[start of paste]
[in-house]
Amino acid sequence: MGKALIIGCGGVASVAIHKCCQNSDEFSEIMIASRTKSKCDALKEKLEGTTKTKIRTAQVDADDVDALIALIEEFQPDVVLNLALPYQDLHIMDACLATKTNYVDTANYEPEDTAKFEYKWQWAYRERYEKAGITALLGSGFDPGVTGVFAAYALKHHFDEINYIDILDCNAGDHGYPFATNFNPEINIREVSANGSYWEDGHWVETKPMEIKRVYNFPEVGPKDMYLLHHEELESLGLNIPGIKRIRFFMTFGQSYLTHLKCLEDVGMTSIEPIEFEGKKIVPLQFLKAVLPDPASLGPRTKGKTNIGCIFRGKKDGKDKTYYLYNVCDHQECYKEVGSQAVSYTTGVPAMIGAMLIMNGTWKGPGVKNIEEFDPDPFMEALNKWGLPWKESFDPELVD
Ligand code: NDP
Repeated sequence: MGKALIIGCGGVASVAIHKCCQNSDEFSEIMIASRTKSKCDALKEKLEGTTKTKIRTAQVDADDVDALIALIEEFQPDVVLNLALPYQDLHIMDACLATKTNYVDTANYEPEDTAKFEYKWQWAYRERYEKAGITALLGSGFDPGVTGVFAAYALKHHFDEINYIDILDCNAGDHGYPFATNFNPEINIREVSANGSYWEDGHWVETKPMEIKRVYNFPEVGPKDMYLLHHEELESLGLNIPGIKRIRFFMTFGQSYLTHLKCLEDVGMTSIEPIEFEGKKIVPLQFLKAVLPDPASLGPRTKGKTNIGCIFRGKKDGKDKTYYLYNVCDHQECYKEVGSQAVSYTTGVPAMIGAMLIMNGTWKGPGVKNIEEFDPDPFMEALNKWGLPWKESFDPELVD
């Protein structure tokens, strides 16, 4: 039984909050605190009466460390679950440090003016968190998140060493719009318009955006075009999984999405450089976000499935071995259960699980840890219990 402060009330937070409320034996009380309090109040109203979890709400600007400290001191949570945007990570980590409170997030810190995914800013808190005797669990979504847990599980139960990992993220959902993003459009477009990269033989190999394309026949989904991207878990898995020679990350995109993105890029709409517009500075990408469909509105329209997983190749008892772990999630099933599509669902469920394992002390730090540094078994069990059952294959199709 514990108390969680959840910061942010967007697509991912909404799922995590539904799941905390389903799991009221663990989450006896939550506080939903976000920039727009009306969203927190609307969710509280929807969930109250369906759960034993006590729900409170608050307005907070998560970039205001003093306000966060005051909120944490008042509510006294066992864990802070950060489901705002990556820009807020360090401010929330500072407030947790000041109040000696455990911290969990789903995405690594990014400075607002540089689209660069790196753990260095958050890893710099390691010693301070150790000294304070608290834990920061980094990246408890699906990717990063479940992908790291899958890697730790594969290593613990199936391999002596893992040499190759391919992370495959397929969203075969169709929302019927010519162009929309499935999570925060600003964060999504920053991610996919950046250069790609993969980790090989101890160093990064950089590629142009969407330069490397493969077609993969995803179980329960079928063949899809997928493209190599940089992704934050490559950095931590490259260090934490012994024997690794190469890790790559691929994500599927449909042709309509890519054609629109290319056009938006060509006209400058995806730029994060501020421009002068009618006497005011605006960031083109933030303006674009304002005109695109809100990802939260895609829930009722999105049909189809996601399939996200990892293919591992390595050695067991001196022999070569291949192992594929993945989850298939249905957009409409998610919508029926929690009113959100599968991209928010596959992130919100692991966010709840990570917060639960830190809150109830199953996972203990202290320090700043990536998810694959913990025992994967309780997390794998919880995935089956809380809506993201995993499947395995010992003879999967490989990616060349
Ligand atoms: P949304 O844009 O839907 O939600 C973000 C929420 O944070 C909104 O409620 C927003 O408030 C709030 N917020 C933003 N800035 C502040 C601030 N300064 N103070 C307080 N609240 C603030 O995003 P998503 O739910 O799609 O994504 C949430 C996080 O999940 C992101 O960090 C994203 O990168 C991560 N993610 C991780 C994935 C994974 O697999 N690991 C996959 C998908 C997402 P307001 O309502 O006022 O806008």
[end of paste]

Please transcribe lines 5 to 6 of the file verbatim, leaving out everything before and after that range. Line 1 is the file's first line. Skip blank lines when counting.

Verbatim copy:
């Protein structure tokens, strides 16, 4: 039984909050605190009466460390679950440090003016968190998140060493719009318009955006075009999984999405450089976000499935071995259960699980840890219990 402060009330937070409320034996009380309090109040109203979890709400600007400290001191949570945007990570980590409170997030810190995914800013808190005797669990979504847990599980139960990992993220959902993003459009477009990269033989190999394309026949989904991207878990898995020679990350995109993105890029709409517009500075990408469909509105329209997983190749008892772990999630099933599509669902469920394992002390730090540094078994069990059952294959199709 514990108390969680959840910061942010967007697509991912909404799922995590539904799941905390389903799991009221663990989450006896939550506080939903976000920039727009009306969203927190609307969710509280929807969930109250369906759960034993006590729900409170608050307005907070998560970039205001003093306000966060005051909120944490008042509510006294066992864990802070950060489901705002990556820009807020360090401010929330500072407030947790000041109040000696455990911290969990789903995405690594990014400075607002540089689209660069790196753990260095958050890893710099390691010693301070150790000294304070608290834990920061980094990246408890699906990717990063479940992908790291899958890697730790594969290593613990199936391999002596893992040499190759391919992370495959397929969203075969169709929302019927010519162009929309499935999570925060600003964060999504920053991610996919950046250069790609993969980790090989101890160093990064950089590629142009969407330069490397493969077609993969995803179980329960079928063949899809997928493209190599940089992704934050490559950095931590490259260090934490012994024997690794190469890790790559691929994500599927449909042709309509890519054609629109290319056009938006060509006209400058995806730029994060501020421009002068009618006497005011605006960031083109933030303006674009304002005109695109809100990802939260895609829930009722999105049909189809996601399939996200990892293919591992390595050695067991001196022999070569291949192992594929993945989850298939249905957009409409998610919508029926929690009113959100599968991209928010596959992130919100692991966010709840990570917060639960830190809150109830199953996972203990202290320090700043990536998810694959913990025992994967309780997390794998919880995935089956809380809506993201995993499947395995010992003879999967490989990616060349
Ligand atoms: P949304 O844009 O839907 O939600 C973000 C929420 O944070 C909104 O409620 C927003 O408030 C709030 N917020 C933003 N800035 C502040 C601030 N300064 N103070 C307080 N609240 C603030 O995003 P998503 O739910 O799609 O994504 C949430 C996080 O999940 C992101 O960090 C994203 O990168 C991560 N993610 C991780 C994935 C994974 O697999 N690991 C996959 C998908 C997402 P307001 O309502 O006022 O806008």